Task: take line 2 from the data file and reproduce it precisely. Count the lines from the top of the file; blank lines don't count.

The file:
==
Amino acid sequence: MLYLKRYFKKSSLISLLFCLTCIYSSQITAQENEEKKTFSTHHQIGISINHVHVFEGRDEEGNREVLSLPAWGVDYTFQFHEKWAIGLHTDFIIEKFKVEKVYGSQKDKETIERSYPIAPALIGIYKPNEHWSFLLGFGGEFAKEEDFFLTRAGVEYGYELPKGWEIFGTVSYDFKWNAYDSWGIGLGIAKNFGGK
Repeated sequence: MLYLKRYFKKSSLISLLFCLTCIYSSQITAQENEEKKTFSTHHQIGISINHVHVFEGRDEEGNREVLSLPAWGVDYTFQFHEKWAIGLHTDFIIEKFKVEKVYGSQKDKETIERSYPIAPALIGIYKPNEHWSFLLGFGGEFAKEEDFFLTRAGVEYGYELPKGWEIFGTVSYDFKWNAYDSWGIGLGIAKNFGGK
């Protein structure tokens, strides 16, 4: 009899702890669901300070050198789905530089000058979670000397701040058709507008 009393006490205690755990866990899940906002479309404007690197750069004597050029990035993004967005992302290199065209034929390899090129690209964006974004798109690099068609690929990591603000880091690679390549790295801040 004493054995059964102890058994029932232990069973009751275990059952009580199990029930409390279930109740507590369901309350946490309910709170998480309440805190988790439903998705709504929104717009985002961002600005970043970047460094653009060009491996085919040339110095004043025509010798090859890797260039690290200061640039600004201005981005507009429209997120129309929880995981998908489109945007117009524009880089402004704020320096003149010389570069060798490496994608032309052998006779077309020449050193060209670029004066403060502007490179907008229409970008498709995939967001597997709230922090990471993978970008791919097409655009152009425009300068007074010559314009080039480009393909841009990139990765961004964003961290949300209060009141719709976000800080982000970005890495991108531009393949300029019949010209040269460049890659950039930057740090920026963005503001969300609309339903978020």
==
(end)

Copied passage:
Repeated sequence: MLYLKRYFKKSSLISLLFCLTCIYSSQITAQENEEKKTFSTHHQIGISINHVHVFEGRDEEGNREVLSLPAWGVDYTFQFHEKWAIGLHTDFIIEKFKVEKVYGSQKDKETIERSYPIAPALIGIYKPNEHWSFLLGFGGEFAKEEDFFLTRAGVEYGYELPKGWEIFGTVSYDFKWNAYDSWGIGLGIAKNFGGK